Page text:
Wednesday, December 24, 2003

The Shadow and the Ring

Dean Jorge Bocobo's nephew asks about the apparent lack of a decent love story within the Lord of the Rings. The great romance at the heart of the novel is of course, that between Aragorn and Arwen, echoed an octave lower by Faramir and Eowyn. It is a reprise of the epic liaison between Beren and Luthien, all variations on the same archetype, lovers within the context of a greater love. Each, in accordance with Hemingway's adage, ends in death, but not in despair. When Aragorn lays him down to die, as mortal man, Arwen bids him wait a while. He reminds her gently that it is the last chapter of the romance itself.

"Lady Undomiel," said Aragorn, "the hour is hard indeed, yet it was made even in that day when we met under the white birches in the garden of Elrond where none now walk. And on the hill of Cerin Amroth when we forsook both the Shadow and the Twilight this doom we accepted ... But let us not be overthrown at the final test, who of old renounced the Shadow and the Ring."

Even as he took her hand and kissed it, he fell into sleep. Then a great beauty was revealed in him, so that all who after came there looked on him in wonder; for they saw that the grace of his youth, the valor of his manhood, and the wisdom and majesty of age were blended together. And long there he lay, an image of the splendor of the Kings of Men in glory undiminished before the breaking of the world.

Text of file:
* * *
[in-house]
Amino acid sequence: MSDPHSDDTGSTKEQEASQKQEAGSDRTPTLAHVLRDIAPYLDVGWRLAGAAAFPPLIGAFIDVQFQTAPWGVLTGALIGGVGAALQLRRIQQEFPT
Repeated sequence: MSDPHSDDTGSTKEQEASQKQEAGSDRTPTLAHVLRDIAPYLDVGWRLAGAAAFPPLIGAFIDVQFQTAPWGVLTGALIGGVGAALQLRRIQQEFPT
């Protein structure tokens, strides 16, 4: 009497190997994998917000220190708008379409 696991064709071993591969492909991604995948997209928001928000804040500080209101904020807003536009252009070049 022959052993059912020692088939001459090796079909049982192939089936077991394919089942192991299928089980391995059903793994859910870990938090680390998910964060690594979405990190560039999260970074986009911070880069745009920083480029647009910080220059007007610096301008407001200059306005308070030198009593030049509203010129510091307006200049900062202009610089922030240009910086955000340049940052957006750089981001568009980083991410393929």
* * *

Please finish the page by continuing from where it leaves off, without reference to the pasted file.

The last chapter but not the final one. Tolkien began sketching out Middle Earth while on convalescent leave from the Western Front, after active service with the Lancashire Fusiliers in the Great War. "By 1918 all but one of my close friends were dead". They had gone down the road that goes ever on, and anyone could follow, if he loved enough. And in the end he did, but by another way. He married, taught and wrote to the enrichment of the world, and is buried with his wife of 55 years in Oxford. There, under a leafed maple and acacia planted by friends is a gravestone with this inscription:

Edith Mary Tolkien
1889 - 1971

John Ronald Reuel Tolkien
1892 - 1973

"Here ends this tale, as it has come to us from the South; and with the passing of Evenstar no more is said in this book of the days of old"